Donald J. Trump — a man who clearly has too much time on his hands in the morning — began Sunday with a characteristically xenophobic Twitter rant against a group of progressive female members of Congress.
“So interesting to see ‘Progressive’ Democrat Congresswomen, who originally came from countries whose governments are a complete and total catastrophe, the worst, most corrupt and inept anywhere in the world (if they even have a functioning government at all), now loudly . . . and viciously telling the people of the United States, the greatest and most powerful Nation on earth, how our government is to be run,” he wrote. “Why don’t they go back and help fix the totally broken and crime infested places from which they came. Then come back and show us how . . . it is done. These places need your help badly, you can’t leave fast enough.”
Which is how I came to ask congresswoman Ayanna Pressley what she thought of being a target of the president of the United States.
“I never use the word you used — president — to describe him,” she said. “I refer to him as ‘the occupant.’ He simply occupies the space. He embodies zero of the qualities and the principles, the responsibility, the grace, the integrity, the compassion, of someone who would truly embody that office. It’s just another day in the world under this administration.”
Earlier, Pressley had tweeted a screenshot of Trump’s comments, along with her response: “THIS is what racism looks like. WE are what democracy looks like. And we’re not going anywhere. Except back to DC to fight for the families you marginalize and vilify everyday.”
Pressley and I had scheduled an interview to discuss the inhumane conditions she witnessed earlier this month on a visit to detention centers on the US-Mexico border — which seemed especially timely with raids to arrest undocumented immigrants scheduled to begin this weekend.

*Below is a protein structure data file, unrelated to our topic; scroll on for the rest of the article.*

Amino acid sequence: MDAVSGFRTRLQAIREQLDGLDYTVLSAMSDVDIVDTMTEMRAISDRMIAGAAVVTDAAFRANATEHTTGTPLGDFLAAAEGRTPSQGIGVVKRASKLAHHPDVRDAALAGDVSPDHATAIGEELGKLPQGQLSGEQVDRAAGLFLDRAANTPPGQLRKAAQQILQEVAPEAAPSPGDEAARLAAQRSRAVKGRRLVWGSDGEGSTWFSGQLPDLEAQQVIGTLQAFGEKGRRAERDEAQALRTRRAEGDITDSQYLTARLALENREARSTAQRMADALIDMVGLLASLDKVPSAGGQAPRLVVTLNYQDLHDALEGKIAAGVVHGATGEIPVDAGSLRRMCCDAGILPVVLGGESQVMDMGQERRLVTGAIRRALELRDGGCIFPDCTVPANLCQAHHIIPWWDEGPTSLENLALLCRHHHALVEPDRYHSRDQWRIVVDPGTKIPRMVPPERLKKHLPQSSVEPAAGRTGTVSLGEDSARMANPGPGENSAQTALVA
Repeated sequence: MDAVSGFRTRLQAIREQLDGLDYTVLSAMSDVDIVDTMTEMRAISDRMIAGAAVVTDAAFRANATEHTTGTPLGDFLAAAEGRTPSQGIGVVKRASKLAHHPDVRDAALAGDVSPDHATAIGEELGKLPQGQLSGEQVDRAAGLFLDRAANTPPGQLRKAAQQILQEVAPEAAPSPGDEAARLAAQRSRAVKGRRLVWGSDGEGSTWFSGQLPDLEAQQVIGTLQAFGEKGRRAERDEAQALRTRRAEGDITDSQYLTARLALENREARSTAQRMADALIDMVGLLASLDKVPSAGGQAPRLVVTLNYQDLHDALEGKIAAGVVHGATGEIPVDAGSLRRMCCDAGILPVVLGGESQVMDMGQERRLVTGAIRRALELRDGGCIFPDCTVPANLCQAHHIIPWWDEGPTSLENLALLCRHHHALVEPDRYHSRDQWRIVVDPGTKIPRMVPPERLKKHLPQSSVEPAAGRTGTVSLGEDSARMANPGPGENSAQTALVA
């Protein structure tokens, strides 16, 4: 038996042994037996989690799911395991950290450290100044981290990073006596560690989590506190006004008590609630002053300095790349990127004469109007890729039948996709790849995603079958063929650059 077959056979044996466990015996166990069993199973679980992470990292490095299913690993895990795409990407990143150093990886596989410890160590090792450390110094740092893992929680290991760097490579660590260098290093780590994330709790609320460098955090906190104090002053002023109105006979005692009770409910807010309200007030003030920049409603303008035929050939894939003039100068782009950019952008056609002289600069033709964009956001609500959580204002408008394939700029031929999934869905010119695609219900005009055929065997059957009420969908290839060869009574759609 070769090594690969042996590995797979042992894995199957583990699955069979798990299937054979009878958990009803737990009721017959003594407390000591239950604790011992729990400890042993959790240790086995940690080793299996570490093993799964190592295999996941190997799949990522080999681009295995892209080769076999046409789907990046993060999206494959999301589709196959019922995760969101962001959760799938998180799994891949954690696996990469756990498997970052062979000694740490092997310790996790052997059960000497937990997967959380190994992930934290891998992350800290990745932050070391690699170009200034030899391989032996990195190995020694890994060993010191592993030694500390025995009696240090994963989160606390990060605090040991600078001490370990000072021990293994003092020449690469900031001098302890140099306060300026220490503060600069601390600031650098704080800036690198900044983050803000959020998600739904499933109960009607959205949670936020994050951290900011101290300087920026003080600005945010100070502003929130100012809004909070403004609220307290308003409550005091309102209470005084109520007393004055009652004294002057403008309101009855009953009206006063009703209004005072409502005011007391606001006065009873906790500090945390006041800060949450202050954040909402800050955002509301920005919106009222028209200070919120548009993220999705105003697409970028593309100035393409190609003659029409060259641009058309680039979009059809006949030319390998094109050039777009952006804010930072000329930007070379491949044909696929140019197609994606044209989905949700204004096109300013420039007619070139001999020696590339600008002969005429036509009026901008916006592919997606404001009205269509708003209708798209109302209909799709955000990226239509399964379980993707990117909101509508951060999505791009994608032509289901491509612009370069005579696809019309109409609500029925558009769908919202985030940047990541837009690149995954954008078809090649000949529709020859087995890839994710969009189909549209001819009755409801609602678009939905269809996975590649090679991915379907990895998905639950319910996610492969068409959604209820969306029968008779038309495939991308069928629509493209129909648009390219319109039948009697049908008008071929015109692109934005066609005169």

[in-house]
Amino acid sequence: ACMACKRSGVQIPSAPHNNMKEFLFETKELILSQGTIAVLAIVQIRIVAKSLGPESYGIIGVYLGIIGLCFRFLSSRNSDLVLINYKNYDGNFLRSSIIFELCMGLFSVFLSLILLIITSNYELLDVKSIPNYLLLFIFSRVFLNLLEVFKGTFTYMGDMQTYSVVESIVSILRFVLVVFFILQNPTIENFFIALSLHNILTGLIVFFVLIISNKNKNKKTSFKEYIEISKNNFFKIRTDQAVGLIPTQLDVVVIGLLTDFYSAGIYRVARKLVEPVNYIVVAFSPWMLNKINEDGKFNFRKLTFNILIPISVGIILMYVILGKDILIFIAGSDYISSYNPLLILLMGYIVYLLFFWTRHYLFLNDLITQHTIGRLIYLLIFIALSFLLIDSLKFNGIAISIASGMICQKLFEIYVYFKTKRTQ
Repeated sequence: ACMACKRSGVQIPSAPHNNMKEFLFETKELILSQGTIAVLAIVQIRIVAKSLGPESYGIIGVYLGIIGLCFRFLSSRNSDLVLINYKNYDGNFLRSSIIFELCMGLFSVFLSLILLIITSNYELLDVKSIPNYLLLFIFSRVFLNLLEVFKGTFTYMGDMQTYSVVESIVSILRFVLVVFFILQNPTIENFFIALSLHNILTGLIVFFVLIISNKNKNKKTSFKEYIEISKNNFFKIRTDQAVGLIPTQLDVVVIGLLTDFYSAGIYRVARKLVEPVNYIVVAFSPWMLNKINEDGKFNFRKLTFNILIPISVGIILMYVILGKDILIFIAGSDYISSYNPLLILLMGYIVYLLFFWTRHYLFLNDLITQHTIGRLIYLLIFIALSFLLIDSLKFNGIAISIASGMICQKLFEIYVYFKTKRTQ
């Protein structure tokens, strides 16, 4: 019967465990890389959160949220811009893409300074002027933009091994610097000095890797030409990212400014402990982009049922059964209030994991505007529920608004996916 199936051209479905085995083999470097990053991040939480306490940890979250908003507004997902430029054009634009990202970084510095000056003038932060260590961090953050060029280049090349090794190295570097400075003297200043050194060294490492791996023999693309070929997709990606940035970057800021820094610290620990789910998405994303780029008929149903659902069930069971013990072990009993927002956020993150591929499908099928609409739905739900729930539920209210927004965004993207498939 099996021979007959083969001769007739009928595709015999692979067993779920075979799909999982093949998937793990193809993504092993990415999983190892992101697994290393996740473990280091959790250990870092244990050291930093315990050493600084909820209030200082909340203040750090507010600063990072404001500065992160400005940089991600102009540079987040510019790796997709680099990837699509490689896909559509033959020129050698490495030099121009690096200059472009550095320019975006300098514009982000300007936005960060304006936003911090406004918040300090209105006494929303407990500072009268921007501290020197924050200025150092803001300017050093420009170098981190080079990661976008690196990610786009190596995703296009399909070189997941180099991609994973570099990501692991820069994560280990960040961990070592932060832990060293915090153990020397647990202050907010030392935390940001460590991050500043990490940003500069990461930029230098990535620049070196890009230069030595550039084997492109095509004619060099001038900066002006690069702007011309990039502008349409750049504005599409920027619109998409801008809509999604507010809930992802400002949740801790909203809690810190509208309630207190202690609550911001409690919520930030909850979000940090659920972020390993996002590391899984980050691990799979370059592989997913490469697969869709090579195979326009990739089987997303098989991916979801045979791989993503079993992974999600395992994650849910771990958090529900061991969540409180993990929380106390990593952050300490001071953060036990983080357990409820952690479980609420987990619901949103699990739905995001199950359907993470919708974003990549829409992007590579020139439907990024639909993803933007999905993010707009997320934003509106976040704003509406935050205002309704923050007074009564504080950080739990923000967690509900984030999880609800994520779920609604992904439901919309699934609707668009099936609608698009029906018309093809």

But there’s an obvious connection between a president who relentlessly attacks immigrants and these tweets, in which the worst insult Trump can think to hurl is that the representatives should go back where they came from. (Three of the four congresswomen he was referring to, including Pressley, were born in the United States. Aside from being racist, the tweets weren’t even factual.)
Pressley was part of a congressional delegation that visited three federal facilities in Texas. Though they expected terrible conditions, she was shocked to come face-to-face with the reality that incarcerated refugees are living.
“It was just sobering confirmation of my worst fears and also confirmation that the system is corrupted and broken,” Pressley said. “I hesitate to even say the system is broken . . . the design is broken, but it is doing what it was designed to do. History has proven that the most effective way to control, oppress, marginalize people is to separate families. And so the system is doing what it was designed to do, and it is painful to see up close and personal.”
She saw people desperate for hope.